Harry Connick Jr 20 -- Oh such promise he had! Connick went astray first by thinking he should be delivering entire albums of originals. When you’re playing in the songbook field, finding material to stand alongside Gershwin and Porter is NOT easy. Sure Michael Buble sells albums but he hasn’t managed it either. Even Sinatra stuck to finding maybe one original for a title track and album-setting opener before going back to Berlin and Ellington and the rest. (Actually, he didn’t sing much Ellington, did he?) And then Connick got so confused he even rapped on an album I think had something to do with a turtle. Once the hope of big band fans everywhere, he’s a fine actor and now hosting a bland but unobjectionably talk show. But once upon a time he debuted with “20,” an album that won’t be on anyone’s first 100, not even if you’re focused on jazz or big band or vocalists, I imagine. But it’s a treat, almost entirely just Connick on the piano, backed by bass on one track, by Dr. John on organ for another and doing a duet with both John and another with Carmen McRae. Just a clutch of standards, leaning towards New Orleans naturally and peaking with an excellent cover of “If I Only Had A Brain” from “The Wizard Of Oz” that mined the mournful lyrics of a tune usually delivered in a bright and silly style akin to the film. And he recorded it when he was 20! Then he delivered the album “25” and later “30,” each recorded essentially when he was that age. Each was mostly Connick at the piano, covering the classics. To me, this was now a ritual, a promise…a CONTRACT, Mr. Harry Connick Jr. They’re the three best albums he’s recorded and probably his legacy. So where the heck is “35,” “40,” “45” and after he turns 50 this September, yes “50.” I never interviewed him and I think he avoided me because he knew that would be my first question and guilt forced him to avoid my stern condemnation. I like to imagine that he recorded the music at those ages and they’re in the vaults but yeah, we know that’s not true. But it’s not too late! “50” is calling to you, Harry. Dance with the lady that brung you, sit down at the piano and do some more standards please.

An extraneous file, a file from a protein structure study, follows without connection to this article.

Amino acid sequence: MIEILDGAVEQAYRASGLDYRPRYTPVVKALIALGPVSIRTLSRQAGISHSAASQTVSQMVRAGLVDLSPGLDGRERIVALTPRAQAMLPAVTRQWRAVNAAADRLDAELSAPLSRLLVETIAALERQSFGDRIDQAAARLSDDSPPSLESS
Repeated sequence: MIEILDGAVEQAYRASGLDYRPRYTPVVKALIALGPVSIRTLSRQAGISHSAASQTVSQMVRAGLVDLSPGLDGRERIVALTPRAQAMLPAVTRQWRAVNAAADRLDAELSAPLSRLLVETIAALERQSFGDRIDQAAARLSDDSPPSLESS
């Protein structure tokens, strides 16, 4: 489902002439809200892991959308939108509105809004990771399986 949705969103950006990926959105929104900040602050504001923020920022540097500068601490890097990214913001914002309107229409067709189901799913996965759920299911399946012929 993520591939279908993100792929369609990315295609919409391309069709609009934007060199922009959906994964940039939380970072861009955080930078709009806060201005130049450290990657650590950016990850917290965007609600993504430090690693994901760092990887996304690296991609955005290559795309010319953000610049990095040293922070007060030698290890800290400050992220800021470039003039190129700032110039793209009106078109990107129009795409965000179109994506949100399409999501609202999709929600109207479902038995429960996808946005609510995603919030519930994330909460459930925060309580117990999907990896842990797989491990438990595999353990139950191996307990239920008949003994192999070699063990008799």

Michael Giltz said...

Oh i wasn't asking you to justify it in the sense of "of course it would be on the First 100." It's not like claiming Jimi Hendrix "Are You Experienced" is overlooked. I'm sure people are dumb enough to overlook "Paul's Boutique." Maybe they include "Licensed To Ill" an and stop there, or prefer the punkier "Ill Communication" or who knows what. But you're absolutely right that "Paul's Boutique" is amazing.